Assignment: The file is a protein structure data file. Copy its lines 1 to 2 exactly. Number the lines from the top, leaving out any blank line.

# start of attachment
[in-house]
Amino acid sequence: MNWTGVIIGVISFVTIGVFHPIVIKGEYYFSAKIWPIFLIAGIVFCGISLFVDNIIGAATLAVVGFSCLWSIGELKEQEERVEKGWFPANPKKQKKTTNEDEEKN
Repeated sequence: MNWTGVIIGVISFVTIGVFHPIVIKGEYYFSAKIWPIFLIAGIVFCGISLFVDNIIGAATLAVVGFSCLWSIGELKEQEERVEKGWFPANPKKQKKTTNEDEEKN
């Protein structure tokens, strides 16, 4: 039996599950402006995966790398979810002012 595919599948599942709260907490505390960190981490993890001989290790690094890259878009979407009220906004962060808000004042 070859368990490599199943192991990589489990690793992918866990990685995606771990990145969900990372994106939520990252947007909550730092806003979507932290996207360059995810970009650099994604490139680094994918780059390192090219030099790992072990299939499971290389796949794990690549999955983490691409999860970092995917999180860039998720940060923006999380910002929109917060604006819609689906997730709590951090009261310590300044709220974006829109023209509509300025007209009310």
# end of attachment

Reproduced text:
[in-house]
Amino acid sequence: MNWTGVIIGVISFVTIGVFHPIVIKGEYYFSAKIWPIFLIAGIVFCGISLFVDNIIGAATLAVVGFSCLWSIGELKEQEERVEKGWFPANPKKQKKTTNEDEEKN